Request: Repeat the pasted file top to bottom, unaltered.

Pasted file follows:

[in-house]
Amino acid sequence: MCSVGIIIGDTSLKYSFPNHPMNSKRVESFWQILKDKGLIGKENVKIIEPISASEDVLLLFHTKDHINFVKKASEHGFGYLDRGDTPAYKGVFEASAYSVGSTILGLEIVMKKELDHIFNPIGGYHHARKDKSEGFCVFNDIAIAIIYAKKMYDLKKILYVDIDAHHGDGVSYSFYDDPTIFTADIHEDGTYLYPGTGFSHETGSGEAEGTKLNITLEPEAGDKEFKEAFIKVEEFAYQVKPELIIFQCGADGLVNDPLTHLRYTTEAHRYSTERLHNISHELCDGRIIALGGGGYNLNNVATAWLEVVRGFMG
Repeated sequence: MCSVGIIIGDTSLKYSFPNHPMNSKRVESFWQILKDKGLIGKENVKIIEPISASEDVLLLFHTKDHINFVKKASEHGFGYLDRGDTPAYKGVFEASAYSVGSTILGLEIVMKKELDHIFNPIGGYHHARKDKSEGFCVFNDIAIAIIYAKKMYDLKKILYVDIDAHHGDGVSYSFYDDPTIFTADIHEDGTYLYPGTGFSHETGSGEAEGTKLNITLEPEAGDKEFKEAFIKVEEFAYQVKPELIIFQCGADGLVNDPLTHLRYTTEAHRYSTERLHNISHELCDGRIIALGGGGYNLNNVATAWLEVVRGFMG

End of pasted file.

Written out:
[in-house]
Amino acid sequence: MCSVGIIIGDTSLKYSFPNHPMNSKRVESFWQILKDKGLIGKENVKIIEPISASEDVLLLFHTKDHINFVKKASEHGFGYLDRGDTPAYKGVFEASAYSVGSTILGLEIVMKKELDHIFNPIGGYHHARKDKSEGFCVFNDIAIAIIYAKKMYDLKKILYVDIDAHHGDGVSYSFYDDPTIFTADIHEDGTYLYPGTGFSHETGSGEAEGTKLNITLEPEAGDKEFKEAFIKVEEFAYQVKPELIIFQCGADGLVNDPLTHLRYTTEAHRYSTERLHNISHELCDGRIIALGGGGYNLNNVATAWLEVVRGFMG
Repeated sequence: MCSVGIIIGDTSLKYSFPNHPMNSKRVESFWQILKDKGLIGKENVKIIEPISASEDVLLLFHTKDHINFVKKASEHGFGYLDRGDTPAYKGVFEASAYSVGSTILGLEIVMKKELDHIFNPIGGYHHARKDKSEGFCVFNDIAIAIIYAKKMYDLKKILYVDIDAHHGDGVSYSFYDDPTIFTADIHEDGTYLYPGTGFSHETGSGEAEGTKLNITLEPEAGDKEFKEAFIKVEEFAYQVKPELIIFQCGADGLVNDPLTHLRYTTEAHRYSTERLHNISHELCDGRIIALGGGGYNLNNVATAWLEVVRGFMG